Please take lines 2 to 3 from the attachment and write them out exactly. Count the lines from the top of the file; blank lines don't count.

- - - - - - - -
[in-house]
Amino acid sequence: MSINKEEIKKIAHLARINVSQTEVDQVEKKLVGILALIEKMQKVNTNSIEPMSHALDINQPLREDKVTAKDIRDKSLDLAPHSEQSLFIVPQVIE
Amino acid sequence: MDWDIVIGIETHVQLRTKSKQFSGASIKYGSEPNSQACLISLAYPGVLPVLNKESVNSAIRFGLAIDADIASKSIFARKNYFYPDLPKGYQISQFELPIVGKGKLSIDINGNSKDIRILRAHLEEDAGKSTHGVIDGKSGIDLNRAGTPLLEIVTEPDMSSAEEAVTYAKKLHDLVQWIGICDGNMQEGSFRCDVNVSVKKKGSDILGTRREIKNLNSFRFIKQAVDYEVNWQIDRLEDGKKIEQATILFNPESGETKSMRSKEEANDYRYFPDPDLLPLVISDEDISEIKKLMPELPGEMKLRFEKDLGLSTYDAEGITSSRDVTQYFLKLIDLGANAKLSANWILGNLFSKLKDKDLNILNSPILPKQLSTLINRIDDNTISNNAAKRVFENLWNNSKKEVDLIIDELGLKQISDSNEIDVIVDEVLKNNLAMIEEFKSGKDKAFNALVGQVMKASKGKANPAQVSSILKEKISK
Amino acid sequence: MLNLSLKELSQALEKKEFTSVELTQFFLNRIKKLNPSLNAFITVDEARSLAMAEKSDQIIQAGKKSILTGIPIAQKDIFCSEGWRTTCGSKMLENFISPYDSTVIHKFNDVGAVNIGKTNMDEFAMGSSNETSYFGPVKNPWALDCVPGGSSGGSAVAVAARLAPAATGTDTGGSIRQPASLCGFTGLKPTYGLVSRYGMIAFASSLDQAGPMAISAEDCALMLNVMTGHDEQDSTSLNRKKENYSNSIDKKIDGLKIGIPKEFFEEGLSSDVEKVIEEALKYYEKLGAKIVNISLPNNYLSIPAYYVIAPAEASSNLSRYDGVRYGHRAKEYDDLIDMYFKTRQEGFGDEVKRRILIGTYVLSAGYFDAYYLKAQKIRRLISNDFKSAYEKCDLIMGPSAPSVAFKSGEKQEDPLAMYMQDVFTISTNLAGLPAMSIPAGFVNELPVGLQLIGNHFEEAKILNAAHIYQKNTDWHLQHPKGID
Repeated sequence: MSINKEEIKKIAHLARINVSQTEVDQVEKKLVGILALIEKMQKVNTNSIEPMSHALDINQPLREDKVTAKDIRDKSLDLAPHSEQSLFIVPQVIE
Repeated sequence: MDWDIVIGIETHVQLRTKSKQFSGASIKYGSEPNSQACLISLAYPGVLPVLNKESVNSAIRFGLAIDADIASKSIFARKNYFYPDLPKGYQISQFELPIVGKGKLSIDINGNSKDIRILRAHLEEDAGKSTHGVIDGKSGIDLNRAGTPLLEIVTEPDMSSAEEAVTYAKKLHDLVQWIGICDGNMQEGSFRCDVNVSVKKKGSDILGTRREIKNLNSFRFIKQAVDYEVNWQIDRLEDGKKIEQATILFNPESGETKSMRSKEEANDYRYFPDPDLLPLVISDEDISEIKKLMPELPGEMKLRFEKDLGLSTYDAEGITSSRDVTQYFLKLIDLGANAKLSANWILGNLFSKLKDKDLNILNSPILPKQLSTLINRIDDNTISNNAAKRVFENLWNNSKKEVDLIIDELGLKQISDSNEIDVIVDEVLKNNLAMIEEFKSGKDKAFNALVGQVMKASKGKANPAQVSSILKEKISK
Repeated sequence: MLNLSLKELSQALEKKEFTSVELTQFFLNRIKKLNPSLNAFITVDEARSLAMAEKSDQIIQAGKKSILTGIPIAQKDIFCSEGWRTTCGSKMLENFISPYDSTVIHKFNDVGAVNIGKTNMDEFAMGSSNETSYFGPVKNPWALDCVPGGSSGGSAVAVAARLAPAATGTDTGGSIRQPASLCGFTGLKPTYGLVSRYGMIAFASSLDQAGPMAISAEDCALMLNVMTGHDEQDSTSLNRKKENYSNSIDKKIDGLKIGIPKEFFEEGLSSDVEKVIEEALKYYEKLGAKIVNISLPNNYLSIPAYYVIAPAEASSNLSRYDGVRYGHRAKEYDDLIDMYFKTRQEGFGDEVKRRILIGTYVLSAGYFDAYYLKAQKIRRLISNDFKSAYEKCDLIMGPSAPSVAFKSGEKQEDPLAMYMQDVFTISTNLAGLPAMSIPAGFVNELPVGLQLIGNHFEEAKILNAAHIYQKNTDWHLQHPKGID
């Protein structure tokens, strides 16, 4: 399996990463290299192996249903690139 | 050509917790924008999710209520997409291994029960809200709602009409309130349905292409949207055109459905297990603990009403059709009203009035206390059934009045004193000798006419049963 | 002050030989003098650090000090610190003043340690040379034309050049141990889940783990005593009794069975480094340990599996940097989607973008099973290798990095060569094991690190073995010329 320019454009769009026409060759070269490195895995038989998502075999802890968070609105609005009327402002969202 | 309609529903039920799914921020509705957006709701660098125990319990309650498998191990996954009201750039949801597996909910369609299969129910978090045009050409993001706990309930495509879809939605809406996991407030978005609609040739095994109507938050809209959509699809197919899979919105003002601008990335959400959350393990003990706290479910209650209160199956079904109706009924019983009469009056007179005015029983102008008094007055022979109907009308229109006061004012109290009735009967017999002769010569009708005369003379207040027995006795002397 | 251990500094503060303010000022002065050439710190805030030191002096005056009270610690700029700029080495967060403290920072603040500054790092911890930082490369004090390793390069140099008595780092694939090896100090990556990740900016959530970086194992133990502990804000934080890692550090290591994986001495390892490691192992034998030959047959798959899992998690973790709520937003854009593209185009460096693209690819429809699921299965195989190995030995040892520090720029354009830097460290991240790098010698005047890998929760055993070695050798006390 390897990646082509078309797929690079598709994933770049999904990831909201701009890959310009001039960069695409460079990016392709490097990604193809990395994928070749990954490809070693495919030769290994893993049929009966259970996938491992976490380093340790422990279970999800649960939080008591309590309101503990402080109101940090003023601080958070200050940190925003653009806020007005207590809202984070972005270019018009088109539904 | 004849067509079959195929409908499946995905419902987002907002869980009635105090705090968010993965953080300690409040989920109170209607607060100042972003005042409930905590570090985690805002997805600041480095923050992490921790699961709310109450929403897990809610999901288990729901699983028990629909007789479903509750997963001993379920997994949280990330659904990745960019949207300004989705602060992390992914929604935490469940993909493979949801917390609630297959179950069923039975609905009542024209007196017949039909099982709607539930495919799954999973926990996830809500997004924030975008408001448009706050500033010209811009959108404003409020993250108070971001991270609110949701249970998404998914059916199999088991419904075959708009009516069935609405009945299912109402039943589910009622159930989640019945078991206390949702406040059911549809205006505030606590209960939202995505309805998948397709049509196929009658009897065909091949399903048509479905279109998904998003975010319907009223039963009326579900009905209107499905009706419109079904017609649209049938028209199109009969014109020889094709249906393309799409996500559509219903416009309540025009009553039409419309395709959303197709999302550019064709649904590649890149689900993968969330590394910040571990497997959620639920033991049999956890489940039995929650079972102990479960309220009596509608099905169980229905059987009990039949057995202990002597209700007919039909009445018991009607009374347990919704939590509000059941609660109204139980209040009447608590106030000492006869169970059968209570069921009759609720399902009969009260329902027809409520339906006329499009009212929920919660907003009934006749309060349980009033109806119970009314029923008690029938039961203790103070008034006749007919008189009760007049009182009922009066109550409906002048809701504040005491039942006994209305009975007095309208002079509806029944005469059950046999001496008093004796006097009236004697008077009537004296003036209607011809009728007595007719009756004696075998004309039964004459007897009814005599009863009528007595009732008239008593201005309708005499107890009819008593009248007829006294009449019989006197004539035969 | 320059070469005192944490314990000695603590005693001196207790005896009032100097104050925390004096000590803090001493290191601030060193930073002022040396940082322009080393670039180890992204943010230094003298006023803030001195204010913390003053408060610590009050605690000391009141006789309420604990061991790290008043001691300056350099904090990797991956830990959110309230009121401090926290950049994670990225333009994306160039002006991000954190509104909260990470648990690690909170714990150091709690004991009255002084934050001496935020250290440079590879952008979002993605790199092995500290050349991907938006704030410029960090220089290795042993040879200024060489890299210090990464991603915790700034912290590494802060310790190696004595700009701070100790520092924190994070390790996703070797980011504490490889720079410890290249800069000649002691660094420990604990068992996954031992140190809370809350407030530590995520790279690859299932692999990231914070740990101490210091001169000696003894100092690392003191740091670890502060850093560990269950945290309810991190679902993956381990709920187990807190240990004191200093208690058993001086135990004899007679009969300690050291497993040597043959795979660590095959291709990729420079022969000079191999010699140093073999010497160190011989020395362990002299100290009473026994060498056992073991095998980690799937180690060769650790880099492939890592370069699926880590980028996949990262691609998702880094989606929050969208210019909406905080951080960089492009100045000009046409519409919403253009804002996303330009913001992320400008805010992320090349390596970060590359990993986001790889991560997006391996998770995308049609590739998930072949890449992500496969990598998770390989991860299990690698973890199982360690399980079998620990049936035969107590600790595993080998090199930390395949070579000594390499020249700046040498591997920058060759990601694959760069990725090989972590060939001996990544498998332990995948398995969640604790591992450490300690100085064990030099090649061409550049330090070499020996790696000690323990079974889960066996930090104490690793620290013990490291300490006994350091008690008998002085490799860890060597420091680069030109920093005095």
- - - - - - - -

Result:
Amino acid sequence: MSINKEEIKKIAHLARINVSQTEVDQVEKKLVGILALIEKMQKVNTNSIEPMSHALDINQPLREDKVTAKDIRDKSLDLAPHSEQSLFIVPQVIE
Amino acid sequence: MDWDIVIGIETHVQLRTKSKQFSGASIKYGSEPNSQACLISLAYPGVLPVLNKESVNSAIRFGLAIDADIASKSIFARKNYFYPDLPKGYQISQFELPIVGKGKLSIDINGNSKDIRILRAHLEEDAGKSTHGVIDGKSGIDLNRAGTPLLEIVTEPDMSSAEEAVTYAKKLHDLVQWIGICDGNMQEGSFRCDVNVSVKKKGSDILGTRREIKNLNSFRFIKQAVDYEVNWQIDRLEDGKKIEQATILFNPESGETKSMRSKEEANDYRYFPDPDLLPLVISDEDISEIKKLMPELPGEMKLRFEKDLGLSTYDAEGITSSRDVTQYFLKLIDLGANAKLSANWILGNLFSKLKDKDLNILNSPILPKQLSTLINRIDDNTISNNAAKRVFENLWNNSKKEVDLIIDELGLKQISDSNEIDVIVDEVLKNNLAMIEEFKSGKDKAFNALVGQVMKASKGKANPAQVSSILKEKISK